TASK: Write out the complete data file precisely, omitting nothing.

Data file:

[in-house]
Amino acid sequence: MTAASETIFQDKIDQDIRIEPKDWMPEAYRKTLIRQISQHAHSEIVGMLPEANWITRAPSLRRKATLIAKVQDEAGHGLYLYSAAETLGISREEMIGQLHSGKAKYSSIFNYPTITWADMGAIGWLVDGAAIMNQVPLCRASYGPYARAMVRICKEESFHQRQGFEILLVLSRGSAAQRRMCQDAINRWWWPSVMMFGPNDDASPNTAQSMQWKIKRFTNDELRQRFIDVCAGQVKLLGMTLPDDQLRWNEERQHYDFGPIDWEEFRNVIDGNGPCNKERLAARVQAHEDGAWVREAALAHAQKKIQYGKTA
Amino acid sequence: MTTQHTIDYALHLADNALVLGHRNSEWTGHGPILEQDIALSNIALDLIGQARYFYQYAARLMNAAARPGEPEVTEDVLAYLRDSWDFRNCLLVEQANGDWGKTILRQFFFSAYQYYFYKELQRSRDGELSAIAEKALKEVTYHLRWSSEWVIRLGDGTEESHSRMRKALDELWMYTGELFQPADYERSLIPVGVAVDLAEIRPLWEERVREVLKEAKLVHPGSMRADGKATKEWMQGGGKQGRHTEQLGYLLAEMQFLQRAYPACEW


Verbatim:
[in-house]
Amino acid sequence: MTAASETIFQDKIDQDIRIEPKDWMPEAYRKTLIRQISQHAHSEIVGMLPEANWITRAPSLRRKATLIAKVQDEAGHGLYLYSAAETLGISREEMIGQLHSGKAKYSSIFNYPTITWADMGAIGWLVDGAAIMNQVPLCRASYGPYARAMVRICKEESFHQRQGFEILLVLSRGSAAQRRMCQDAINRWWWPSVMMFGPNDDASPNTAQSMQWKIKRFTNDELRQRFIDVCAGQVKLLGMTLPDDQLRWNEERQHYDFGPIDWEEFRNVIDGNGPCNKERLAARVQAHEDGAWVREAALAHAQKKIQYGKTA
Amino acid sequence: MTTQHTIDYALHLADNALVLGHRNSEWTGHGPILEQDIALSNIALDLIGQARYFYQYAARLMNAAARPGEPEVTEDVLAYLRDSWDFRNCLLVEQANGDWGKTILRQFFFSAYQYYFYKELQRSRDGELSAIAEKALKEVTYHLRWSSEWVIRLGDGTEESHSRMRKALDELWMYTGELFQPADYERSLIPVGVAVDLAEIRPLWEERVREVLKEAKLVHPGSMRADGKATKEWMQGGGKQGRHTEQLGYLLAEMQFLQRAYPACEW